Remaking Black Power was a timely work with the increased rise of the Black Lives Matter movement after its three female co-founder activists were vocal during the 2016 United States presidential election and illustrated the influence of Black feminism in political organizing. Farmer’s brief introduction of Black nationalism, ideologies, and organisations along with a brief history of Black Power and discussion of key figures during the movement, and a brief history of Black feminism in the book was a good foundation of her research for the audience, especially those who found her book by exploring ideas regarding Black feminism after the rise of the Black Lives Matter movement. In the introduction chapter of the book, Farmer acknowledged that there are limitations in her research is addressing all the nuances of identity politics, and in the sources chosen considering it biases the book towards recognized organizations and print media. Chapter 1 focused on how the gendered redefinition of Black women was the development and evolution of the Black Power era, and thus much more than a response to the sexism of male activists in the 1960s. This was followed by a clear portrayal that the writing of Black womanhood was crucial sites through which Black women created inclusive application of political theory in chapter 2.
The next chapter explored how cultural nationalism in political organising created a push to redefine Black womanhood and re-understand gender roles. Chapter 4 on the other hand, situated Black power as a movement that had global scope by discussing the intersection of Pan-Africanism and Black womanhood, and thus highlighted the significance of gendered imaginary as Black women’s intellectual activism. The final chapter widened the scope of Black feminism in political and cultural work and countered the notion that Black nationalism and Black feminism were in oppositional theoretically and in terms of their activist pursuit.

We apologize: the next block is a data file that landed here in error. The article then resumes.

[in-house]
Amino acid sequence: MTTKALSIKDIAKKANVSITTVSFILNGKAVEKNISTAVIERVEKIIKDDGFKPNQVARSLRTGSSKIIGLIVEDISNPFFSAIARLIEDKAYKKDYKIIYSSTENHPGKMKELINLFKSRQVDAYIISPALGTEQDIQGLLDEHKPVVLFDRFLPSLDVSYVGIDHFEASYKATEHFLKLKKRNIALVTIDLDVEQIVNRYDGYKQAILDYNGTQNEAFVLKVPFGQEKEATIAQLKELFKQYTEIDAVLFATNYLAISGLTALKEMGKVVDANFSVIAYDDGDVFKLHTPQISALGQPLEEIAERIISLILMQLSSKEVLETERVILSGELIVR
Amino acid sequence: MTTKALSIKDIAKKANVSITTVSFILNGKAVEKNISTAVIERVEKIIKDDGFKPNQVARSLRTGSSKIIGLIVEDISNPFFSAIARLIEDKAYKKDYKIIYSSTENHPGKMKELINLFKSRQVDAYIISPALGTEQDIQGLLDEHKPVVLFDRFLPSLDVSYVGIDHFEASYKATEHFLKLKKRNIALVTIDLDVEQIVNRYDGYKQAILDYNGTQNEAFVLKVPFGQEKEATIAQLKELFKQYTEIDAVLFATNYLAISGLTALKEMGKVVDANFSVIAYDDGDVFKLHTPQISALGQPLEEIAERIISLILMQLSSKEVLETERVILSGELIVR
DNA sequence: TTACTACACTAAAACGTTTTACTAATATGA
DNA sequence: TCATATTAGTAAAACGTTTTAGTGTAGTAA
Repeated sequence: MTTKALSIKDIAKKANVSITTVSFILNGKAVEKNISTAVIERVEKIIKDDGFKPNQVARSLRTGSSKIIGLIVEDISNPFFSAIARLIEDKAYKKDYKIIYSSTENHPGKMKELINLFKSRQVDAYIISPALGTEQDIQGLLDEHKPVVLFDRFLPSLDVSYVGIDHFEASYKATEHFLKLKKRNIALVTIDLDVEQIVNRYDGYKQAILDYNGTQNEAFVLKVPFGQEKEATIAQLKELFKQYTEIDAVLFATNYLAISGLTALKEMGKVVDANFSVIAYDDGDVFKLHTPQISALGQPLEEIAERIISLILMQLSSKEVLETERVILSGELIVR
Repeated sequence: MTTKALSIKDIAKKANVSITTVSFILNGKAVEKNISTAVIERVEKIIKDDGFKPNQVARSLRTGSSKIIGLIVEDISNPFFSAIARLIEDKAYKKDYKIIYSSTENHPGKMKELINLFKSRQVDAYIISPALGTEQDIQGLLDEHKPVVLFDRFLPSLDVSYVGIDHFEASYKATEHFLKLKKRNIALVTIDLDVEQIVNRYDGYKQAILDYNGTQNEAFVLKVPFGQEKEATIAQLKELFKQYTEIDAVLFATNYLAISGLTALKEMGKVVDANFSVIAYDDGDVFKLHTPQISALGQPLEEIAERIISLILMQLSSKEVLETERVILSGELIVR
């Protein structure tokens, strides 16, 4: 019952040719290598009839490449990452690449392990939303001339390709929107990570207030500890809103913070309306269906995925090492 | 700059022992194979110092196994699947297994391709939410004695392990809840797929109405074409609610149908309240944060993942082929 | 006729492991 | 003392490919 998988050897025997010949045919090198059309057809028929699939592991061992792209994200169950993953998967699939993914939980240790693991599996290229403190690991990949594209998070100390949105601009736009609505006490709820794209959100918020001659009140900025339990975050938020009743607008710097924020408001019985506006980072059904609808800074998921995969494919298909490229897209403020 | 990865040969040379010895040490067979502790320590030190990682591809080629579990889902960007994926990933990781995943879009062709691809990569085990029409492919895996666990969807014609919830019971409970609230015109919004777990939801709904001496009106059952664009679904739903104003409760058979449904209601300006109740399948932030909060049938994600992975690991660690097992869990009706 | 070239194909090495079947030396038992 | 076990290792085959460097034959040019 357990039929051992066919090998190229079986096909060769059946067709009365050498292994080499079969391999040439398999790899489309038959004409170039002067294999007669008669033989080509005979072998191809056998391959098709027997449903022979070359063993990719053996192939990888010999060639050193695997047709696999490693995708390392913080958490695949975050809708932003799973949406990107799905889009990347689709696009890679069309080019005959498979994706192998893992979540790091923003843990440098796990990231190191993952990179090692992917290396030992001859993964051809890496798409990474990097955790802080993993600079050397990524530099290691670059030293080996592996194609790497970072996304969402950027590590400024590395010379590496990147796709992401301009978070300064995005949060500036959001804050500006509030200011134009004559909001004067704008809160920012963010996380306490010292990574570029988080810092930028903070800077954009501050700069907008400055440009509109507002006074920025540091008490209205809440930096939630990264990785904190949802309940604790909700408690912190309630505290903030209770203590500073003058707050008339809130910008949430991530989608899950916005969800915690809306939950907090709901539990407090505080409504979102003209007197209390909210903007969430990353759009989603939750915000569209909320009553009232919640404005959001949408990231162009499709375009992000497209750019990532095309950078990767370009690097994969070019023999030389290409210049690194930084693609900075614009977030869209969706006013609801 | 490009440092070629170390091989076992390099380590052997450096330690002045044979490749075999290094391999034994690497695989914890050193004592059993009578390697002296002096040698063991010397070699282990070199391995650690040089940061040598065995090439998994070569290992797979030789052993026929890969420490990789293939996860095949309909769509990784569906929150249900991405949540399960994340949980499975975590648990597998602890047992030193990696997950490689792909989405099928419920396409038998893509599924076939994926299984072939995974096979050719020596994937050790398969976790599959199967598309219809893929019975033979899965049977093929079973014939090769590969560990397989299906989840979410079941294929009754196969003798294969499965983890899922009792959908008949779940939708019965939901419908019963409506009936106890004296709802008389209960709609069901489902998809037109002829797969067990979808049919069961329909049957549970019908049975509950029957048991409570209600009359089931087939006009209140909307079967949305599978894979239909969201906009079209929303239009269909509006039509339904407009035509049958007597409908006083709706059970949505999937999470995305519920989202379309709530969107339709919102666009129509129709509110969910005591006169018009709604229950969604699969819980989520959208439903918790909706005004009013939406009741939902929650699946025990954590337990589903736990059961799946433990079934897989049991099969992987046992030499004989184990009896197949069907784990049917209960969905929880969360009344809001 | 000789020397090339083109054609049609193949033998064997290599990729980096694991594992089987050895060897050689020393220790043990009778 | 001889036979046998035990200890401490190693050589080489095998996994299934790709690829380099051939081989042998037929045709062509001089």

Farmer’s research illustrated that any future works on the history of the Black Power era that do not include Black women’s gendered experience are incomplete. This illustration has the power to influence other works of Black history and other areas of history by pushing Historians to ask themselves whether women were missing from the narrative because they did not play any role, or simply because they were not included.
Emira is a twenty-five-year-old who isn’t sure of what she wants to do in life, nor is she fond that she is depending on babysitting to pay her bills. Nevertheless, she loves spending time with Briar, the four-year white girl she babysits. Unfortunately, an emergency babysitting session one night in a nearby grocery store leads to questioning by a security guard and a kidnapping accusation. This incident leads to a chain of events that has Emira questioning what used to be.
Such a Fun Age is a beautiful work that accurately portrays how racism creeps into the everyday lives of Black women in the United States in direct, indirect and unknowing manners. It also touches on themes such as purpose and belonging. It is a short yet gripping read. I highly recommend it!